Approval for his administration has fallen to 33%, the lowest since he was appointed prime minister in October 2021, according to a poll by Nikkei this week. Of those surveyed, 65% disapproved of his plan to cut income tax, because while the prime minister may be an idiot, Japan’s population is generally one of the smartest out there and realizes that this so-called plan will end with hyperinflation, and the collapse of both the JGB market and the yen.
There’s more: with the yen sinking to a multi-decade low, import costs rising and real wages falling, surveys have shown that households are more worried about future tax rises to fund a significant boost in defense spending and more generous childcare benefits.
It gets worse: according to the Nomura Research Institute, the temporary tax cuts and handouts are expected to boost Japan’s real GDP by just 0.2% on an annual basis. Similar measures in the past have failed to spur meaningful consumption since Japanese households tend to save extra cash; this time will be no different; it will, however, spur even more inflation and force the government to push rates to double digits once Japan admits it has become a banana republic just like Turkey, or however it is spelled now in its attempt to “rebrand” itself.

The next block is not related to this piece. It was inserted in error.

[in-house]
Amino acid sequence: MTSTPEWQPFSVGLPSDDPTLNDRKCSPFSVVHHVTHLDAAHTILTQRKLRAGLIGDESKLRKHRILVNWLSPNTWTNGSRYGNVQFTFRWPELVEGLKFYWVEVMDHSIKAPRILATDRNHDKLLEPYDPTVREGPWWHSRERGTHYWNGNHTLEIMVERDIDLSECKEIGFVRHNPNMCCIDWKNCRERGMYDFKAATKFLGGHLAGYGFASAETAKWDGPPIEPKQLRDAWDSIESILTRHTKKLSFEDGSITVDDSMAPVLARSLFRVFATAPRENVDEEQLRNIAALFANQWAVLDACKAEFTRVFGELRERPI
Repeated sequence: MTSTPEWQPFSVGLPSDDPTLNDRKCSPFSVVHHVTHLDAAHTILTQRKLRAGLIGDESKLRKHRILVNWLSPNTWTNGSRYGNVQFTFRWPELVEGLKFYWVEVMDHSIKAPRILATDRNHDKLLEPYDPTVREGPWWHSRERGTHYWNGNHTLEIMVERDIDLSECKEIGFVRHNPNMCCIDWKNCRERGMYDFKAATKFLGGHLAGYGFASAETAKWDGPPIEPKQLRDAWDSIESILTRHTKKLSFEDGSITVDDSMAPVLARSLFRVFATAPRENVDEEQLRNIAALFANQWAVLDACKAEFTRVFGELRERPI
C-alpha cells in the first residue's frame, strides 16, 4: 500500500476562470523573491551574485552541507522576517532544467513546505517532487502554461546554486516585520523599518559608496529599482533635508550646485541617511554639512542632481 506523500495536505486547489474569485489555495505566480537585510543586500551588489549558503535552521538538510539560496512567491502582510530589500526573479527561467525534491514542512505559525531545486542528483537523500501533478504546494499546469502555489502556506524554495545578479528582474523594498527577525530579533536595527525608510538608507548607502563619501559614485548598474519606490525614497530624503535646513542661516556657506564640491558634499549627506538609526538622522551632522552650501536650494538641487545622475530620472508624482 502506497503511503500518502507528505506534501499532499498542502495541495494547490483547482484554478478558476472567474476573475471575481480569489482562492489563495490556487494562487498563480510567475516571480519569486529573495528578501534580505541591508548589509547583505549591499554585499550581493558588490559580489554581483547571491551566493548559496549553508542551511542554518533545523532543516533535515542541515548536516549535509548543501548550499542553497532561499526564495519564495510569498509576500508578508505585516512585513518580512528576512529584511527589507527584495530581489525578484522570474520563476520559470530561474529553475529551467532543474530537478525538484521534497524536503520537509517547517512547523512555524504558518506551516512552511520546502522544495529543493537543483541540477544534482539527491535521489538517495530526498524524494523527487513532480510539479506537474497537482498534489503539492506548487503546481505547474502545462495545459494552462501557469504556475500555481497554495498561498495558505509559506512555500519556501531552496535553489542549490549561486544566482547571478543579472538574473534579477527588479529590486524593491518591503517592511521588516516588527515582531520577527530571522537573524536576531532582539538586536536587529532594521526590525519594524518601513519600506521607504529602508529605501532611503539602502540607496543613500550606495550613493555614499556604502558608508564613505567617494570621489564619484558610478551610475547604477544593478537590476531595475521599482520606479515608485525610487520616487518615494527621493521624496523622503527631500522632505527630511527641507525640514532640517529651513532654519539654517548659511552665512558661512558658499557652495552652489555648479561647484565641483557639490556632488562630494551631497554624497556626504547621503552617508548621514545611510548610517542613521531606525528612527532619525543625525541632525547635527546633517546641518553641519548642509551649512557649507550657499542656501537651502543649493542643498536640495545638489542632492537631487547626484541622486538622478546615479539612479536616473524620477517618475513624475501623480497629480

Despite pushing back plans to increase corporate and other taxes, Kishida has suffered from a persistent impression that he will aggressively pursue fiscal discipline — spawning a nickname on social media linking his eyeglasses with his tax-raising image.
“He felt strongly that a tax cut was needed to address his tax hike image, and his willingness to take on a gambit accelerated,” said Takao Toshikawa, editor-in-chief of political newsletter Insideline. “But despite his political instincts that tax rebates would resonate with the public, he lacked communication skill and the ability to deliver a strong message.”